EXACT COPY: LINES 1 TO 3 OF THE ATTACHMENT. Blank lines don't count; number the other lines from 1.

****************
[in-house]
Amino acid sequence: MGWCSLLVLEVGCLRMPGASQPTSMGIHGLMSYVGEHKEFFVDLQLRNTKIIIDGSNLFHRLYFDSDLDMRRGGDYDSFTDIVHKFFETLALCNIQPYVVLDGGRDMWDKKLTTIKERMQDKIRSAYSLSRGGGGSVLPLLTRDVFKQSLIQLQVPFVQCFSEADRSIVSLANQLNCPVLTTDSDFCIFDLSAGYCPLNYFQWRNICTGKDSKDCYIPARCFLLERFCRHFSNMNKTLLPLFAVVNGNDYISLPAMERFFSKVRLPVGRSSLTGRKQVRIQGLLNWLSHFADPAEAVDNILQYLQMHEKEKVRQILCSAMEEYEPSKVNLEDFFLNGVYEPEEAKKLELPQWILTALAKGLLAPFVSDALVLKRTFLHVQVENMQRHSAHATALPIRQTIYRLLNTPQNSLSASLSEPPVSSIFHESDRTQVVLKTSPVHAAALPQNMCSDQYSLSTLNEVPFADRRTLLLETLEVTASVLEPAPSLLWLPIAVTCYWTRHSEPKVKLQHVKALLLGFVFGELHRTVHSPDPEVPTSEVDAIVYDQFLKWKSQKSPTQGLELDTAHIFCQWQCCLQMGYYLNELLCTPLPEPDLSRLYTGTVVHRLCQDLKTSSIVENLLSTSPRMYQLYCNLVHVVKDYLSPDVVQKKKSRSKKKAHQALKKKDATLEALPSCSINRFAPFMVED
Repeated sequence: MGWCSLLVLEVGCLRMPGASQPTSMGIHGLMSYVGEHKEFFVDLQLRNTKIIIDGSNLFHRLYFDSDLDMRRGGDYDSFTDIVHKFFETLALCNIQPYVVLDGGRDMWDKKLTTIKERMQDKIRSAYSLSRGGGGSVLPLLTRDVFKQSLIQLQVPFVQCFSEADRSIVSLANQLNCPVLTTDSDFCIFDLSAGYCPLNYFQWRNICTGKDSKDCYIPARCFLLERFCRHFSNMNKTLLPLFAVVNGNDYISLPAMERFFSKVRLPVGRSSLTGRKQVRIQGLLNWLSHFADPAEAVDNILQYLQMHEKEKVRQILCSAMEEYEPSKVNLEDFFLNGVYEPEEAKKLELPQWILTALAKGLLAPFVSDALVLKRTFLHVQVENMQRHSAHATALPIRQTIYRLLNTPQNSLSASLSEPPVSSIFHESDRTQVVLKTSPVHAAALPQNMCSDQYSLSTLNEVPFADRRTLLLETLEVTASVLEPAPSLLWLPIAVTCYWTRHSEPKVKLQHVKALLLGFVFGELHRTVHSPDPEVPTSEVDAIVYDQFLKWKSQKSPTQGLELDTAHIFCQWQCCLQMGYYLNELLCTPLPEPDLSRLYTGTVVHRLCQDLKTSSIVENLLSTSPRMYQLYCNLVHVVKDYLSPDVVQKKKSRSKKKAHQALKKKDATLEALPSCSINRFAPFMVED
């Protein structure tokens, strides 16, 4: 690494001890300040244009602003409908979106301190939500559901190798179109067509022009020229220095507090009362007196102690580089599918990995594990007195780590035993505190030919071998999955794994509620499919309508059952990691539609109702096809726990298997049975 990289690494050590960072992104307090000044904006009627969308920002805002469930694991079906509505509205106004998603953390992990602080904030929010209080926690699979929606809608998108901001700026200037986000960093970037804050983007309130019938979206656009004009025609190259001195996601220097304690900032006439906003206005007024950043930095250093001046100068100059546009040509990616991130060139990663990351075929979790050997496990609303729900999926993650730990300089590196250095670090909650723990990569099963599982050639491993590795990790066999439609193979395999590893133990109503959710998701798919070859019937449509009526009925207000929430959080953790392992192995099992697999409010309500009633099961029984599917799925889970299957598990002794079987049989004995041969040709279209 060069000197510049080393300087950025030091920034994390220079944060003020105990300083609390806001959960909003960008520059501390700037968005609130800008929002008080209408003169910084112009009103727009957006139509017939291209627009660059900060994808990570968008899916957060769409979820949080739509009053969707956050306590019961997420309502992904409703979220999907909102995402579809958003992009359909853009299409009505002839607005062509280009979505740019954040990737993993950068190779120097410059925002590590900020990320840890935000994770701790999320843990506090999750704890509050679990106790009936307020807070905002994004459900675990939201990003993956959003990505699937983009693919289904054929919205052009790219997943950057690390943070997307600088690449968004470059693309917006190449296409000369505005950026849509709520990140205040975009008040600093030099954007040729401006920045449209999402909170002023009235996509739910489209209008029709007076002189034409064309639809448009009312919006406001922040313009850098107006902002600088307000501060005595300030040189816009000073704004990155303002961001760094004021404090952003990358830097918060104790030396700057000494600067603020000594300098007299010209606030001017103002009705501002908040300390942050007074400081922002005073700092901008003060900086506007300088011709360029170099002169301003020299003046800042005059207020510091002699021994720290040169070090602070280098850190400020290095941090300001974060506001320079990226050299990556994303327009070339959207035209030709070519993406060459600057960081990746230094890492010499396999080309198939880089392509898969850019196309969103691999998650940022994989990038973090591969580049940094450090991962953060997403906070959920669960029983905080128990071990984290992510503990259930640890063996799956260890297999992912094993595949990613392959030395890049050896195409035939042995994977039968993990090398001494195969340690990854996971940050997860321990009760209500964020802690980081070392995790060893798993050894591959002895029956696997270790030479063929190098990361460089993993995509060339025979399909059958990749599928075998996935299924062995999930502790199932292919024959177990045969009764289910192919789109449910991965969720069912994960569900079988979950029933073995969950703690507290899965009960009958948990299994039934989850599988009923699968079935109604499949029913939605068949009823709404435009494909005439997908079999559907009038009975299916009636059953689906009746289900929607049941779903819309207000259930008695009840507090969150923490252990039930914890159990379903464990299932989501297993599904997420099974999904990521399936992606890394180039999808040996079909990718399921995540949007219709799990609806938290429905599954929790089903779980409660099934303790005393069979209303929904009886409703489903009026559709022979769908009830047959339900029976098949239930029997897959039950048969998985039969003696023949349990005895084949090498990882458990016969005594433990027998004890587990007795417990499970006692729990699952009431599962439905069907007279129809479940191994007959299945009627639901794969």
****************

[in-house]
Amino acid sequence: MGWCSLLVLEVGCLRMPGASQPTSMGIHGLMSYVGEHKEFFVDLQLRNTKIIIDGSNLFHRLYFDSDLDMRRGGDYDSFTDIVHKFFETLALCNIQPYVVLDGGRDMWDKKLTTIKERMQDKIRSAYSLSRGGGGSVLPLLTRDVFKQSLIQLQVPFVQCFSEADRSIVSLANQLNCPVLTTDSDFCIFDLSAGYCPLNYFQWRNICTGKDSKDCYIPARCFLLERFCRHFSNMNKTLLPLFAVVNGNDYISLPAMERFFSKVRLPVGRSSLTGRKQVRIQGLLNWLSHFADPAEAVDNILQYLQMHEKEKVRQILCSAMEEYEPSKVNLEDFFLNGVYEPEEAKKLELPQWILTALAKGLLAPFVSDALVLKRTFLHVQVENMQRHSAHATALPIRQTIYRLLNTPQNSLSASLSEPPVSSIFHESDRTQVVLKTSPVHAAALPQNMCSDQYSLSTLNEVPFADRRTLLLETLEVTASVLEPAPSLLWLPIAVTCYWTRHSEPKVKLQHVKALLLGFVFGELHRTVHSPDPEVPTSEVDAIVYDQFLKWKSQKSPTQGLELDTAHIFCQWQCCLQMGYYLNELLCTPLPEPDLSRLYTGTVVHRLCQDLKTSSIVENLLSTSPRMYQLYCNLVHVVKDYLSPDVVQKKKSRSKKKAHQALKKKDATLEALPSCSINRFAPFMVED
Repeated sequence: MGWCSLLVLEVGCLRMPGASQPTSMGIHGLMSYVGEHKEFFVDLQLRNTKIIIDGSNLFHRLYFDSDLDMRRGGDYDSFTDIVHKFFETLALCNIQPYVVLDGGRDMWDKKLTTIKERMQDKIRSAYSLSRGGGGSVLPLLTRDVFKQSLIQLQVPFVQCFSEADRSIVSLANQLNCPVLTTDSDFCIFDLSAGYCPLNYFQWRNICTGKDSKDCYIPARCFLLERFCRHFSNMNKTLLPLFAVVNGNDYISLPAMERFFSKVRLPVGRSSLTGRKQVRIQGLLNWLSHFADPAEAVDNILQYLQMHEKEKVRQILCSAMEEYEPSKVNLEDFFLNGVYEPEEAKKLELPQWILTALAKGLLAPFVSDALVLKRTFLHVQVENMQRHSAHATALPIRQTIYRLLNTPQNSLSASLSEPPVSSIFHESDRTQVVLKTSPVHAAALPQNMCSDQYSLSTLNEVPFADRRTLLLETLEVTASVLEPAPSLLWLPIAVTCYWTRHSEPKVKLQHVKALLLGFVFGELHRTVHSPDPEVPTSEVDAIVYDQFLKWKSQKSPTQGLELDTAHIFCQWQCCLQMGYYLNELLCTPLPEPDLSRLYTGTVVHRLCQDLKTSSIVENLLSTSPRMYQLYCNLVHVVKDYLSPDVVQKKKSRSKKKAHQALKKKDATLEALPSCSINRFAPFMVED